Keep in mind that this is his personal opinion, and that if possible is ALWAYS better to try the instrument in your own hands before buying, because since the wood is living material, a guitar is never exactly identical to another one, even if they are built from the same person with the same materials.

What’s the dream of every guitarist? To find an awesome cheap guitar. This article wants to answer to the question: is it possibile? The answer is “yes” but with several caveat.
I want to show you the general rules to “how to buy a decent guitar for less than 500$”, which is in my opinion the average budget of an high school student who is studying guitar and wants to buy a new one for his/her birthday.
First all of must be clear what makes a guitar expensive and then what makes a guitar cheap.
Wood: this a very controversial point because there’s not an objective argumentation of which wood is the best, but it’s also true that there are bad and good woods. Where can we find these?
Easly over 700$ guitars can have a mahogany body and an ebony fretboards, as many Gibson have. Mahogany seems the best for guitar but its “expensiveness” can come also from its rarety now. Before 80’s it was more common than now, so you can find this wood especially in guitars from before the 80’s.
Ebony and Rosewood are the two most desired wood for fretboards. Nowdays it’s practically impossibile to find ebony on a fretboards of guitars under 700-800$ because of its rarety and its features. Even this time its all about tastes because there is no rules saying that Ebony it’s better than Rosewood, today it’s even harder than before to find a good piece of this because the high quality wood are now much harder to find than 30 years ago. Deforestation caused a “manipulated market” of guitar wood, and the wood used by the most prestigious brands are now on the “apex” of the “wood chain”, which this means that the wood used by a Gibson Les Paul Standard sets the “standard”, but this doesn’t means it is necessarily the best.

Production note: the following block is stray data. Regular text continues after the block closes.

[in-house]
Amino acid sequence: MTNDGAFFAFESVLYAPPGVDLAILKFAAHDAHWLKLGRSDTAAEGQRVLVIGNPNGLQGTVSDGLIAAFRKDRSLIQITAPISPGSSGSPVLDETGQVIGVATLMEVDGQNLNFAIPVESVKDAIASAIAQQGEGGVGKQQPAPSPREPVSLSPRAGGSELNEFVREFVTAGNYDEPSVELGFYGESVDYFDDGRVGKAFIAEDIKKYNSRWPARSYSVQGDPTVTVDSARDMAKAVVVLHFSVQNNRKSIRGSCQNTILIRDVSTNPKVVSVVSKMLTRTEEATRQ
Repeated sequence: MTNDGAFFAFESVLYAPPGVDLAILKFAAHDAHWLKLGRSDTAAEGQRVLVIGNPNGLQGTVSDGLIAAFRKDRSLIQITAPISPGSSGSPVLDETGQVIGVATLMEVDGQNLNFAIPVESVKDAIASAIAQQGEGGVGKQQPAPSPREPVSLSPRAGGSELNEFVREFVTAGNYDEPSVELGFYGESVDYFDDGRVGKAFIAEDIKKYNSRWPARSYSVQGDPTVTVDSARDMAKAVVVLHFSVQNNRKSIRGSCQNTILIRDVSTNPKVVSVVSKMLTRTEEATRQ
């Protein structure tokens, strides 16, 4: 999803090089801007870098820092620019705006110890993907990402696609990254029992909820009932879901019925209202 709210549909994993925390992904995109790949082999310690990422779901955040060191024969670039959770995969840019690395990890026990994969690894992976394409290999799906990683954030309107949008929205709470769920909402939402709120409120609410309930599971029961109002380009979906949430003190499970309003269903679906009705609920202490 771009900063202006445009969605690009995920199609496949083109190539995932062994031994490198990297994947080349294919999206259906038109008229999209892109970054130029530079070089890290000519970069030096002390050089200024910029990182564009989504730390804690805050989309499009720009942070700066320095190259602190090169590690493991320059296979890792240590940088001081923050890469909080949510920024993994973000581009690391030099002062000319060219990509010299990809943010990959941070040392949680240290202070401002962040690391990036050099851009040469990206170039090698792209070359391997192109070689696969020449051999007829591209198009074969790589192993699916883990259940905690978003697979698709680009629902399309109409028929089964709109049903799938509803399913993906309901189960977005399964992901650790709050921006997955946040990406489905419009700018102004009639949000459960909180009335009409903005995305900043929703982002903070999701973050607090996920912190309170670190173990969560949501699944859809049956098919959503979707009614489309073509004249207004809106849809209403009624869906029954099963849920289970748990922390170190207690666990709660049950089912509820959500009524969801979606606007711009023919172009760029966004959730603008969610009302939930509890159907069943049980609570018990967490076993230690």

Manufacture: This point it’s damn critical because if you talk with a guitar maker probably he will tell you that nowdays it’s practically impossibile to find a good guitar for 500$. There’s no way out. This is because for that price none of them is handmade, not even partially. Industrialization and globalization have transformed the way to produce guitars, so now for that price they are all assembled in a chain production. Less care about the manifacturing, less care about how the neck is built, less care about how it is attached to the body, less care about almost everything, and you must know how much this influences the final sound of the instrument.
Expensive guitars have very few parts or none done in the chain production, so every piece is controlled and maybe crafted by the hands of a guitar maker to make it sure that is the best instrument you can have on your hands. Investing big amounts of money into a new 500$ guitar to make it sounds like a 1500$ it’s stupid because if you have spent 1000$ in PU, mechanics, a new bridge etc the guitar will never sound as a guitar handmade and crafted in US or Japan by the best guitar makers. Anyway it will sounds a lot better, of course.